Former All-American passes up NFL to teach, coach at local high school

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    TCU had just won the 2011 Rose Bowl and Tejay Johnson, the Horned Frogs’ star safety, couldn’t make up his mind.

    His options: stay in school and finish his degree or try for the NFL, which would likely force him to postpone graduation while preparing for that April’s draft.

    “I knew coming out of the Rose Bowl, coming out of my final season, I didn’t have enough credit hours so it would take me another full year to graduate,” Johnson said. “And one of the biggest things I came into college with was I didn’t want to leave until I had my degree.”

    So Johnson gave up the game, graduated the next year and joined the Teach For America (TFA) program, which sends recent college graduates to teach in low-income communities for two years.

    TFA kept Johnson in Fort Worth, assigning him to Dunbar Middle School on the city’s east side.

    It didn’t take Johnson long to find his way back to football.

    Dunbar High School coach Todd Lawson approached Johnson last summer about helping out with the varsity’s defensive backs. Johnson accepted the offer and has since increased his role on the coaching staff for Dunbar’s varsity team, which entered Thursday’s game 7-0 atop District 6-4A.

    “He kind of just fit right in,” Lawson said. “He’s a very intelligent football player. He’s an intelligent young man, a good upstanding man and that’s a good role model for these kids to look at.”

    To outsiders, Johnson’s career path might seem odd for a Football Bowl Championship athlete who was a Jim Thorpe finalist, All-American and the captain of a Rose Bowl-winning defense his senior year.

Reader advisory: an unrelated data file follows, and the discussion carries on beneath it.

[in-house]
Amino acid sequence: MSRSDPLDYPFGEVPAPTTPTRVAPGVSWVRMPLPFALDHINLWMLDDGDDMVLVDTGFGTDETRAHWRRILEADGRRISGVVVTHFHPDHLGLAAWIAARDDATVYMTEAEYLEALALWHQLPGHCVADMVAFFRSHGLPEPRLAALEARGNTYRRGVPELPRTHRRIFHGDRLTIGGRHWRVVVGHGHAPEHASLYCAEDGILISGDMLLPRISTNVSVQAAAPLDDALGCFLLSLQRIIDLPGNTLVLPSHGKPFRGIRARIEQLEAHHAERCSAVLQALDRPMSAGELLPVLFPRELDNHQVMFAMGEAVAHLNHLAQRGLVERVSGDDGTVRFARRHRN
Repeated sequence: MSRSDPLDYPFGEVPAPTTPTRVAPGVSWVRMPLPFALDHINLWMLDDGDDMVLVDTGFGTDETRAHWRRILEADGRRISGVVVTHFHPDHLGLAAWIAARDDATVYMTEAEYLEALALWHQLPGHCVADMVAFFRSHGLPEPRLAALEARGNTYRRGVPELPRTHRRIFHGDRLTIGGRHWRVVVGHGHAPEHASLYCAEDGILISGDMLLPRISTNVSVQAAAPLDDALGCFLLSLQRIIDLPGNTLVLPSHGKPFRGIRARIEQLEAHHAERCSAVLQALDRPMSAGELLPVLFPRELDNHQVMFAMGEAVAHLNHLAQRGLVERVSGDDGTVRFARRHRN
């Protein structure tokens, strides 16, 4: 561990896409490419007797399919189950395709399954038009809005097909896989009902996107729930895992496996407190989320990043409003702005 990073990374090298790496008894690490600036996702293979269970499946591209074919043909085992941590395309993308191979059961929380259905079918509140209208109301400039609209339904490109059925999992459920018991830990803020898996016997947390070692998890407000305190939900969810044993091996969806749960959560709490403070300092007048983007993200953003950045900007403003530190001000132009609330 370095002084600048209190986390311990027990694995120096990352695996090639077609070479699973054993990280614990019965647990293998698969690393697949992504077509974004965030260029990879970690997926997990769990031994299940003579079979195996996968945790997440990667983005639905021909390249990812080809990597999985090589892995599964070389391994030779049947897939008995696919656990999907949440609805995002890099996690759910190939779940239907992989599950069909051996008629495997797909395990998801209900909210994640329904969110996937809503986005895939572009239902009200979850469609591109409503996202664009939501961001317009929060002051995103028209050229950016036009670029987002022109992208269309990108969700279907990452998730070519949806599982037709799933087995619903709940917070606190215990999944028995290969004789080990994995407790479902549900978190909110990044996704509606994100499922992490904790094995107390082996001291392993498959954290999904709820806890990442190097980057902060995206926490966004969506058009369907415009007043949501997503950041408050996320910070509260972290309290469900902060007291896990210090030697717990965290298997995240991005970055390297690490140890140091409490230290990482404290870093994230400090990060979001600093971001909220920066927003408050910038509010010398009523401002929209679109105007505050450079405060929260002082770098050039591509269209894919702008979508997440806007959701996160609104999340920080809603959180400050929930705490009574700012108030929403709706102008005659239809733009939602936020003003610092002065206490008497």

Johnson admitted his coaching gig isn’t what he expected when he graduated in May of 2012.

    But that’s not because he saw himself in the NFL.

    “It wasn’t something I thought was going to be in my future coming out of college,” Johnson said. “I was going to come out of college and specialize and work with people who are deaf and hard of hearing.”

    His decision to move on from playing football was self-redeeming.

    “I loved football while I was at TCU, but just making that step after college and post-TCU football, it was a weighing decision,” he said. “It was such a burden, but once I finally made my decision, I felt so relieved to once follow a decision I made just for me and not made for anybody else.”

    Dunbar’s players said they have enjoyed having Johnson on staff.

    “We came a long way,” senior defensive back Stepfawn Hughes said. “Our defense used to not be that good until Coach Tejay came to help us with the [defensive back] stuff, so he’s really been a lot of help to us.”

    Johnson’s youth coupled with his experience at the collegiate level has been a resource for Dunbar’s players, senior Nicholas Johnson said.

    “He’s like a big brother to me,” he said. “He’s done a lot of things for me. He’s put me in positions to where I can have more colleges looking at me and receiving letters to go to college.”

    Tejay Johnson said he doesn’t know if he wants to make a career out of coaching. He’s willing to be patient and let things play out. After all, his trajectory has been tough to predict.

    Three years ago, he was preparing for a home game against BYU. This past week, he helped Dunbar get ready for Fort Worth’s North Side High School.

    “This path has taken me down a whole new road that I really enjoy,” he said. “So we’re going to work on it and see what the future holds for me.”

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